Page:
This Industry Viewpoint was authored by Dean Bogdanovic, Founder and CEO of Volta Networks
5G brings a significant leap forward in capacity and performance over 4G and will launch us into the age of “everything connected,” with IoT, connected cars, virtual reality, automated factories and more. However, these applications don’t tolerate delay – they are low latency and bandwidth-hungry.
The growth in the number of connected devices will be significant. According to the Ericsson Internet of Things Forecast, around 29 billion connected devices are forecast by 2022, and about 18 billion of those will be related to IoT. The migration to 5G is a response to this increase in devices and the nature and volume of network traffic that they will generate.
Service providers need to build and operate networks that can scale up to meet the demands of low latency applications. Enterprise customers play an important role is this scenario. The businesses paying to connect to billions of things – sensors, monitoring points and cars, will drive significant revenue growth. That’s why service providers will be spending so much on 5G – it is the foundation for new sources of revenue.
Delivering 5G = More Routing in More Places
Routers are the critical element in delivering any IP service, from Internet access to VPNs. If this new generation of low latency applications and services is to be successful, routing must move much closer to the customer – as close to the edge as possible.
This means we must shift from routing in hundreds of major points-of-presence (PoPs) to potentially thousands of central offices or even tens of thousands cell sites. As a result, we will see a significant increase in the overall number of network locations that require routing. And, this new Service Edge will need performance, capacity and intelligence.
Why Traditional Routers Can’t Scale to Deliver on 5G
If you tried to re-deploy high-density legacy routers, the cost structure would not work – traditional routers are expensive, driving a significant amount of both CapEx and OpEx for carriers. This is especially true when you add more routers and push routing to the network edge.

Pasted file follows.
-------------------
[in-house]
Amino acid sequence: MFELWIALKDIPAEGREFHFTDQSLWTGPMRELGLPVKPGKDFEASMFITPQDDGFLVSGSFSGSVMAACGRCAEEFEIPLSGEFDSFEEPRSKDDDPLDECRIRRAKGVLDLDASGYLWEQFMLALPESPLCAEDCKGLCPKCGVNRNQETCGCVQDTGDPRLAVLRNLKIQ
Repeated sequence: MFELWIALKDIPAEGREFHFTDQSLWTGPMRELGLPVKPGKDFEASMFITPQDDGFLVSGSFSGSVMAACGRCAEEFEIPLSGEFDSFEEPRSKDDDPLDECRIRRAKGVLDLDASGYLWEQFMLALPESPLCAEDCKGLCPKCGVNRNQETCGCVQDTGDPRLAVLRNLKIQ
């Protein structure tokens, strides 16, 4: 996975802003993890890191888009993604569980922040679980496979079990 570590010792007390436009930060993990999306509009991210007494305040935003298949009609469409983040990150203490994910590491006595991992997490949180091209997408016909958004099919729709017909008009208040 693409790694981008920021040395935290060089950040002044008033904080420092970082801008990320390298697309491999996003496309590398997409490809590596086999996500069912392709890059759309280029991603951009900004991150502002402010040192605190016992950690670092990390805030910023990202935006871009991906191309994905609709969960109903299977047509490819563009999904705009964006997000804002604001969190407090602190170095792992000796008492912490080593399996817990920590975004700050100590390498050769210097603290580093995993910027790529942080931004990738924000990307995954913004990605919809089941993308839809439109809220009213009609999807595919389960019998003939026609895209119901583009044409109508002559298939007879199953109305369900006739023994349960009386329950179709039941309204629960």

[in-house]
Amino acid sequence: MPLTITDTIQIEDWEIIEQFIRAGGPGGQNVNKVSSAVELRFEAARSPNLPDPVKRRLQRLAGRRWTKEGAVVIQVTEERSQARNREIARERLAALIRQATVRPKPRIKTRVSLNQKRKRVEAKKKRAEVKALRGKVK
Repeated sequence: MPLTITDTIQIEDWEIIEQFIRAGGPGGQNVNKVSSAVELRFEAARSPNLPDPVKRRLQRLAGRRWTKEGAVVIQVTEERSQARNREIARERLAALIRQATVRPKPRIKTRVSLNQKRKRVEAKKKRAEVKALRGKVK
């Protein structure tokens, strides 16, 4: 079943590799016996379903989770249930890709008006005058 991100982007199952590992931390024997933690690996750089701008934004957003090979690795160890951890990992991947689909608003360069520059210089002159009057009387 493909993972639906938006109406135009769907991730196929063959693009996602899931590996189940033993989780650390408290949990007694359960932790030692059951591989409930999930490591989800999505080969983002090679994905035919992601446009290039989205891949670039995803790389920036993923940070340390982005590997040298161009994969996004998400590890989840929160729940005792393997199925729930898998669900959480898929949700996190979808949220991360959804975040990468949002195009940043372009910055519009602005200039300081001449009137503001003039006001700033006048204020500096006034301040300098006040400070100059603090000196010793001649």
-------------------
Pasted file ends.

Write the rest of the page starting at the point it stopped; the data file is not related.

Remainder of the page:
Legacy routers are designed for older networks that need less routing, and their business model would not work for operators that need to re-deploy at the network edge. And, cost is a major issue – routers are sold as proprietary appliances where the hardware and software are intricately linked, and customers get locked into a particular vendor and have little option or leverage on price. Even expanding a router, by adding a line card, can be expensive. You may only need three more ports, but are forced to buy a module with 24 ports because of the form factor of the router and module offerings.
Maintenance contracts are also large line item costs in the years following router purchases. Hardware can fail and need to be replaced, and software will have bugs that need to be fixed. And, the maintenance contracts need to cover everything – routers, software, power supplies, etc. Other costs from operating the equipment – such as power – can also become a financial burden as more routers are added in the new service edge.
Finally, it would be difficult (and cost prohibitive) to add more personnel to configure and maintain more traditional routers. These certified technicians are hard to find and can be very expensive to employ.
Enter Virtual Routing: Flexibility, Scale & Cost Savings
Virtual routing uses software, the cloud and (low-cost) white box switches, with an open networking approach that gives customers a wide range of vendors and protocols to choose from. This is more flexible that the (old) “vendor lock-in” approach and can significantly reduce costs. Also, supporting a wide range of protocols enables interoperability with legacy equipment, which protects existing investments and helps to keep costs down.